Millennials are set to become the first generation to earn less than their predecessors, new research suggests.
The Resolution Foundation found that under-35s earned £8,000 less in their twenties than Generation X workers.
If wages for millennials follow the same path as Generation X, average career earnings will be about £825,000.
That would make them the first generation to earn less than their predecessors over the course of their working lives.
Even if millennials' wages improved rapidly like those of their baby boomer parents born after World War Two, their lifetime earnings would be about £890,000, according to the foundation.
That sum would be just 7% more than Generation X, born between 1966 and 1980, and only a third of the size of the pay progress that generation X should enjoy over the baby boomers.
The Resolution Foundation also warned that a post-Brexit recession could cut millennials' earnings even further.
Its research found that some of the pay squeeze was due to under-35s entering the job market as the recession hit, but it also concluded that generational pay progress had ground to a halt even before the financial crisis struck in 2007/8.
Torsten Bell, director of the Resolution Foundation, said: "We've taken it for granted that each generation will do much better than the last - earning more and enjoying a higher standard of living. But that approach risks looking complacent given the realities of recent years and prospects for the future."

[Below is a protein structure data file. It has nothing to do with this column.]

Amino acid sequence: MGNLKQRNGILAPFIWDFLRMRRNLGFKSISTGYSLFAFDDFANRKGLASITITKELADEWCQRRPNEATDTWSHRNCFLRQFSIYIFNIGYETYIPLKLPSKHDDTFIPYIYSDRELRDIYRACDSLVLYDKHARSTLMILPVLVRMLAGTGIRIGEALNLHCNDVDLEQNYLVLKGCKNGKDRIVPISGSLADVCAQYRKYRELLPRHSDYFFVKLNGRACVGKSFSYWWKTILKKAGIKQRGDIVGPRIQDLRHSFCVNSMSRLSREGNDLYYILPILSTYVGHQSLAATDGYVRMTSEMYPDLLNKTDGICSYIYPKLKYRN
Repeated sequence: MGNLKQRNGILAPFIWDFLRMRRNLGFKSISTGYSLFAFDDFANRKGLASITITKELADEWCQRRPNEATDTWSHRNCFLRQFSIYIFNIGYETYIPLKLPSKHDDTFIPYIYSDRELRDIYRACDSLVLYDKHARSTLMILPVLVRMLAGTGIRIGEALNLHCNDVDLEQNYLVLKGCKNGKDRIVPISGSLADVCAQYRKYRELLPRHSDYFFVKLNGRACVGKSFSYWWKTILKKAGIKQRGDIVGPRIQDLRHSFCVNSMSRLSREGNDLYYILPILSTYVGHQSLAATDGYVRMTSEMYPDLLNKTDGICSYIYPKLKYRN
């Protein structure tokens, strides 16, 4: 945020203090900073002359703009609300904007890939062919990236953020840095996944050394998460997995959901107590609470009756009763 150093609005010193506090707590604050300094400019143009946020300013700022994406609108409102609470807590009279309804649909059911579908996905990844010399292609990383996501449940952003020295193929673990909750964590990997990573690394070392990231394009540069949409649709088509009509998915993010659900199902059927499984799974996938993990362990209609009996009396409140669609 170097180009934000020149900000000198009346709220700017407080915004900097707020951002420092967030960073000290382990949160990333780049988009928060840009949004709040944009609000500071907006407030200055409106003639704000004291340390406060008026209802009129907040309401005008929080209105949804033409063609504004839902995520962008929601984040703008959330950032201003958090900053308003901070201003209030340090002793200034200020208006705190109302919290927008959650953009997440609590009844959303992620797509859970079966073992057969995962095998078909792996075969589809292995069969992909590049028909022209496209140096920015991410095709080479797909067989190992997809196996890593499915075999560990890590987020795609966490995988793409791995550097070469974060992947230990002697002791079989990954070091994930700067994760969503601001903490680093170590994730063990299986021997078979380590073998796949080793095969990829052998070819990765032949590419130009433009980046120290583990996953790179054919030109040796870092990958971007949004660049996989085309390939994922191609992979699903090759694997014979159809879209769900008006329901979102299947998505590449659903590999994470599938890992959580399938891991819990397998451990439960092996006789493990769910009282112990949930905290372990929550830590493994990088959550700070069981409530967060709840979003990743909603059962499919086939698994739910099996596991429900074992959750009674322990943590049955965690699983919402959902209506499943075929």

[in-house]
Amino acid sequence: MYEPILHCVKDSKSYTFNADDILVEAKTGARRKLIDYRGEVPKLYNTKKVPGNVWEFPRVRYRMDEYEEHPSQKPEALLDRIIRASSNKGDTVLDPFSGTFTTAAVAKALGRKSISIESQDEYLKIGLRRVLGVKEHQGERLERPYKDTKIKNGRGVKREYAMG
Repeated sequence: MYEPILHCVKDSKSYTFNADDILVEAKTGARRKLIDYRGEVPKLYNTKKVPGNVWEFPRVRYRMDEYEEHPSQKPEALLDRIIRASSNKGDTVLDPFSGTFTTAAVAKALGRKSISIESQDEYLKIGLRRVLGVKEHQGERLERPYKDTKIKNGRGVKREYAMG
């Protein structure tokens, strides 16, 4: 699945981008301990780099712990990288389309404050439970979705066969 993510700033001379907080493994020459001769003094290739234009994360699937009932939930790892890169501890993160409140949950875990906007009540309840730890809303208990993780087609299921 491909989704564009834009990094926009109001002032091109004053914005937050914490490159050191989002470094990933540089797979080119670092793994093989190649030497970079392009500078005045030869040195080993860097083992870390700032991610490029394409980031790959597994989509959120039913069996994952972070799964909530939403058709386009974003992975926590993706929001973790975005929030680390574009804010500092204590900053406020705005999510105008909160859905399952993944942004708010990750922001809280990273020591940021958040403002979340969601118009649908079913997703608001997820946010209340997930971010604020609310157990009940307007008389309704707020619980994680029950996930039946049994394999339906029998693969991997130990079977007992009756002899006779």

The research comes as Prime Minister Theresa May warned last week of a growing divide between a "more prosperous older generation and a struggling younger generation".
The think tank has launched a commission to explore growing inequality between generations.
It will be launched at an event in London on Monday attended by David Willetts, executive chairman of the Resolution Foundation, TUC general secretary Frances O'Grady and CBI director-general Carolyn Fairbairn.
The think-tank also found that millennials will have spent £44,000 more on rent by the time they reach 30 compared to the baby boomers, and £25,000 more than Generation X.
Extra spending on rent has reduced young people's living standards and made it harder for them to save for a deposit to buy a house, the foundation said.
Senior policy analyst Laura Gardiner said: "Britain's continuing failure to build enough homes means that unless we change course the struggle of young people to own their home is only going to get worse."
Halifax estimated that the average first-time buyer deposit in the UK was now £33,000.